We live in Ireland’s Lake District near two enormous bodies of water – Lough Mask and Lough Corrib. There is also Lough Coolin a short hike from our house up Mount Gable. The mountain itself is a soggy giant covered in bell heather and bog. There is so much fresh water around, above and below and so little land to absorb it it seems.
But even though we are literally surrounded by water, there are days when I long to see the Ocean, the craggy and dramatic Atlantic coast.
Yesterday we went to my favourite village of Roundstone. It’s one of those places that has the best of everything. My favourite pub, O’Dowd’s, serves the best lobster and mussels I’ve ever tried. These come fresh from the tiny cute harbour opposite, which itself is a treat for the eye with its colourful nets, ropes, lobster pots, and electric pink sea boyes.
Errisbeg hill towers above the village and stunning beaches of Gorteen and Dog’s Bay.
The beaches are pure white sand punctuated by turquoise ocean on one side and muirbheach or machair, a smooth carpet of grass kept trimmed by grazing, based on densely compacted sand, on the other.
As you walk on the beach you are unaware that you are strolling the length of a vast necropolis of dead organisms. Tim Robinson in Connemara describes that the sand at Gorteen and Dog’s Bay consists of shards of mollusc shells and exoskeletons of the single-celled sea-creatures called foraminifera.
Foraminifera, or forams, when alive build a unique shell and under the microscope they look just amazing. Of course forams are only visible under a microscope, but each one would have had its own life-history, defined by its DNA.
West of Ireland has so many types of sand. A few weeks ago we went to Corral beach near a small settlement of An Cheathrú Rua to the west of Galway city. Here the beach was covered in tiny multicoloured coral fragments. When picked up they felt like bones or something entirely edible like a crunchy breakfast cereal.
The wind-swept Gorteen beach was dramatic and wild. The waves made amazing patterns in the sand that looked like stepping stones above tiny rivers that hurried back to the ocean.
There were some unexpected finds too.
After our walk we ate scones with butter and drank orange juice at a picnic table in the carpark. I wasn’t thinking about it at the time, but later I recalled reading in Connemara about “soot blackened ‘soil horizons’” in the sand banks above the beach. What Tim Robinson refers to are blackish layers of coal and shell middens – periwinkles, dogwhelks, mussels and limpets in the dunes above the beach. These are remains of meals from Neolithic people who gathered here to enjoy fruits of the sea together, a veritable “kitchen refuse” as he calls it in the book.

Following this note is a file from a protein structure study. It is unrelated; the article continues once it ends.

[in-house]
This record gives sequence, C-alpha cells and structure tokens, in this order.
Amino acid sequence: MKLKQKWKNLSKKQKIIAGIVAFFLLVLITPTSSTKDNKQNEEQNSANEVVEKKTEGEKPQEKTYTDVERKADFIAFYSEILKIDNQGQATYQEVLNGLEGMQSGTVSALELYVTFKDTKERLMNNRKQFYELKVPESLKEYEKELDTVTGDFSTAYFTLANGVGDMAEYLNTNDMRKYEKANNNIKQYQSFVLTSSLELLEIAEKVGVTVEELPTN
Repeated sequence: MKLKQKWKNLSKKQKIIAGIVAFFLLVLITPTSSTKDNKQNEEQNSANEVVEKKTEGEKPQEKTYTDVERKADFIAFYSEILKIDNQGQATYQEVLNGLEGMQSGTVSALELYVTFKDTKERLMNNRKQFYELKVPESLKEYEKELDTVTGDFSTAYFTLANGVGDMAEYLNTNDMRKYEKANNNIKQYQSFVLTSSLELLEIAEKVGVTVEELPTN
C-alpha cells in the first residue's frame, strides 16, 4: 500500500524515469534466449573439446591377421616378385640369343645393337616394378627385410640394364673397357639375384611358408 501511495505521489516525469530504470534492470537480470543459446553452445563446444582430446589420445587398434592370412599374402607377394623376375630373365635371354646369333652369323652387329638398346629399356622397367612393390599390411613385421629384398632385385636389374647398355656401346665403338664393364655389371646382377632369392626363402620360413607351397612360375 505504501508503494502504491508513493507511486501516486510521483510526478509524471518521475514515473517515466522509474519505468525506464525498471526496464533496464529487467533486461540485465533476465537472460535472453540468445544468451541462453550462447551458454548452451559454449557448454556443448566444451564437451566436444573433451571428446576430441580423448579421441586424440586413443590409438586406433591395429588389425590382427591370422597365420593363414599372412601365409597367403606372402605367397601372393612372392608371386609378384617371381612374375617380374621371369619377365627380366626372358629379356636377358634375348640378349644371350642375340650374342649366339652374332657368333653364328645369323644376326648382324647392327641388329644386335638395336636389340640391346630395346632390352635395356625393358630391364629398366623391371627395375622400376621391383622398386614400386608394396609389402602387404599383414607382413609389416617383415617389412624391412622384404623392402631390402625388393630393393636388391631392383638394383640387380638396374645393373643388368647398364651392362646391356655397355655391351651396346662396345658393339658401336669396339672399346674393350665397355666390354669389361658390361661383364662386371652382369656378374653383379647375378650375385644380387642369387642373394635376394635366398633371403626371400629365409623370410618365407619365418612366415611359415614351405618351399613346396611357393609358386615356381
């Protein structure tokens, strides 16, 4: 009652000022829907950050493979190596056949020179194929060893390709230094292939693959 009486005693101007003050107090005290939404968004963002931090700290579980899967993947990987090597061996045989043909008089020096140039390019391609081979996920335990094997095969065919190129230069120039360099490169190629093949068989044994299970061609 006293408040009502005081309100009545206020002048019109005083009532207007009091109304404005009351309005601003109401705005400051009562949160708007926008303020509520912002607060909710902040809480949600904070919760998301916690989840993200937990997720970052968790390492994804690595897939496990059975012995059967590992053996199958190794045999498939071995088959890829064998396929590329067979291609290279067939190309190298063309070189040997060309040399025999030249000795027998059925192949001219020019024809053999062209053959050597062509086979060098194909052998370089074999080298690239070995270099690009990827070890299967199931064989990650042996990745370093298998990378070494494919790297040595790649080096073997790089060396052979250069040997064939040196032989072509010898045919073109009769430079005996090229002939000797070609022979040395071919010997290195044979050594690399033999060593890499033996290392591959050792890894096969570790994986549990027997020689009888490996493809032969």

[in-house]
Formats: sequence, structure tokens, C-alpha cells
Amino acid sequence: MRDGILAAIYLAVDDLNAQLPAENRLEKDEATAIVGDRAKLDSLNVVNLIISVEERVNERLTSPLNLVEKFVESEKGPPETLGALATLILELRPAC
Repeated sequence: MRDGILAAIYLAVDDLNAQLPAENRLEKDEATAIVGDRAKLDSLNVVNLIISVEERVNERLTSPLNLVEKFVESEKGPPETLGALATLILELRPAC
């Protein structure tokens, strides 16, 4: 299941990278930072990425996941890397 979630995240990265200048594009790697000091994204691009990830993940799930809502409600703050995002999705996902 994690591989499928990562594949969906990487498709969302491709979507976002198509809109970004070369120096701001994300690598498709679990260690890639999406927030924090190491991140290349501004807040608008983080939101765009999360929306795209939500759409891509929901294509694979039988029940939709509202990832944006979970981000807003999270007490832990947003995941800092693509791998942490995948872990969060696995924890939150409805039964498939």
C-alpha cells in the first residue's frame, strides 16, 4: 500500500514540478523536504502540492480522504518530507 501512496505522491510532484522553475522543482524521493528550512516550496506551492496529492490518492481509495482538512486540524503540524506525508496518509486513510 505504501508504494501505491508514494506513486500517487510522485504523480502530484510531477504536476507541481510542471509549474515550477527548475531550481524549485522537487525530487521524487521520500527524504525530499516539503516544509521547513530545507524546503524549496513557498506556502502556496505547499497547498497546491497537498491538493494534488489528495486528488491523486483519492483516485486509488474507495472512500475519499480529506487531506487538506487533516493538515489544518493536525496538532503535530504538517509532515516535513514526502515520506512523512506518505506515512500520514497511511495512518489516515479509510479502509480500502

It really is amazing, I think, that there we were sitting, eating our scones enjoying the views, unaware that thousand of years ago humans just like us did exactly the same, only their lunches were more interesting, something Bear Grylls would have loved to sample.
These layers in the dunes above Gorteen beach have sadly eroded from winter storms and constant stream of beach goers like myself, but I still remember them being visible during our last visit in the summer of 2015.
Tim Robinson also writes that there is evidence that in Ireland dogwhelk (Nucella lapillus) were used as a source of dye similar to the way Murex shell was a source of famous Tyrian purple in the past. Large concentrations of dogwhelk shell found in dune systems in the west of Ireland may suggest a whole dogwhelk dye industry in the early Christian times. This is what the tiny things look like:
Of course it would be unimaginable to sacrifice thousands of dogwhelks for a drop of dye these days. But molluscs are not the only source of colour on the coast. There is also colourful plastic items and some blend in rather well, they almost look beautiful.
Groteen is anglicised for Irish Goirtín, meaning ‘small field’, which perhaps refers to the original use of machair near the ocean as grazing commonage and for growing potatoes. You can still see potato ridges from pre-famine Ireland.
As I walked on the beach it was easy to forget the past, all these thousands of years of human impact on this short stretch of coast were buried or will be buried eventually under the sand. Rain swept across sandunes and wind drove tiny sanderlings away from water, the whole scene felt untamed and unaffected by our presence. This is probably why I love coming here – to clear my head and to refocus my attention on what is under my feet.